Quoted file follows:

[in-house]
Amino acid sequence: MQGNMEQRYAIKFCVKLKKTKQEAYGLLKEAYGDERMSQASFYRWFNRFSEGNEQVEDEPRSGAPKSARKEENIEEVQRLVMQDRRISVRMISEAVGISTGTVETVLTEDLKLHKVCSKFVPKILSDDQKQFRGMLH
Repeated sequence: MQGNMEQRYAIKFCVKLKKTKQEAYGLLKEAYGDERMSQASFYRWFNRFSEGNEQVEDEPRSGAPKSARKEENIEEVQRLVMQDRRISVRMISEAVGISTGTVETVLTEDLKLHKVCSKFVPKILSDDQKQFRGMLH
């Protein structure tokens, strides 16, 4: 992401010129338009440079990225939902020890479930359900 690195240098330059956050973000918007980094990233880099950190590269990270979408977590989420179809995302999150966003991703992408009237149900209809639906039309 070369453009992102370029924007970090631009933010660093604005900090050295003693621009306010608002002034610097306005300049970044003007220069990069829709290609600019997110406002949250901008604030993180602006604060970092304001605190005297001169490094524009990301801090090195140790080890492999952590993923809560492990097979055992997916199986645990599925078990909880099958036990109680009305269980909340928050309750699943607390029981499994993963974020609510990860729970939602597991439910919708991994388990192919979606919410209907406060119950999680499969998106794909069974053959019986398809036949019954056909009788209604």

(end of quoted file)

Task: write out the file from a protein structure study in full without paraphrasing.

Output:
[in-house]
Amino acid sequence: MQGNMEQRYAIKFCVKLKKTKQEAYGLLKEAYGDERMSQASFYRWFNRFSEGNEQVEDEPRSGAPKSARKEENIEEVQRLVMQDRRISVRMISEAVGISTGTVETVLTEDLKLHKVCSKFVPKILSDDQKQFRGMLH
Repeated sequence: MQGNMEQRYAIKFCVKLKKTKQEAYGLLKEAYGDERMSQASFYRWFNRFSEGNEQVEDEPRSGAPKSARKEENIEEVQRLVMQDRRISVRMISEAVGISTGTVETVLTEDLKLHKVCSKFVPKILSDDQKQFRGMLH
């Protein structure tokens, strides 16, 4: 992401010129338009440079990225939902020890479930359900 690195240098330059956050973000918007980094990233880099950190590269990270979408977590989420179809995302999150966003991703992408009237149900209809639906039309 070369453009992102370029924007970090631009933010660093604005900090050295003693621009306010608002002034610097306005300049970044003007220069990069829709290609600019997110406002949250901008604030993180602006604060970092304001605190005297001169490094524009990301801090090195140790080890492999952590993923809560492990097979055992997916199986645990599925078990909880099958036990109680009305269980909340928050309750699943607390029981499994993963974020609510990860729970939602597991439910919708991994388990192919979606919410209907406060119950999680499969998106794909069974053959019986398809036949019954056909009788209604």